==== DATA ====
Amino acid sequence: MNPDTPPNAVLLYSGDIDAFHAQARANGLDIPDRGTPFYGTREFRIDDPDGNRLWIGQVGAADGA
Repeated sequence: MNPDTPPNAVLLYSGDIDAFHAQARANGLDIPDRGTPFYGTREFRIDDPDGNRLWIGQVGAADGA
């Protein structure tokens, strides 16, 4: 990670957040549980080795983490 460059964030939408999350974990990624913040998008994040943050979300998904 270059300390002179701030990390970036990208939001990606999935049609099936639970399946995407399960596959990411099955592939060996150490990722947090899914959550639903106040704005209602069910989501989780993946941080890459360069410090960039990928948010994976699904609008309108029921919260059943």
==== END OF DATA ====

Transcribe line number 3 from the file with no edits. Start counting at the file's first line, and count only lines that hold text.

């Protein structure tokens, strides 16, 4: 990670957040549980080795983490 460059964030939408999350974990990624913040998008994040943050979300998904 270059300390002179701030990390970036990208939001990606999935049609099936639970399946995407399960596959990411099955592939060996150490990722947090899914959550639903106040704005209602069910989501989780993946941080890459360069410090960039990928948010994976699904609008309108029921919260059943």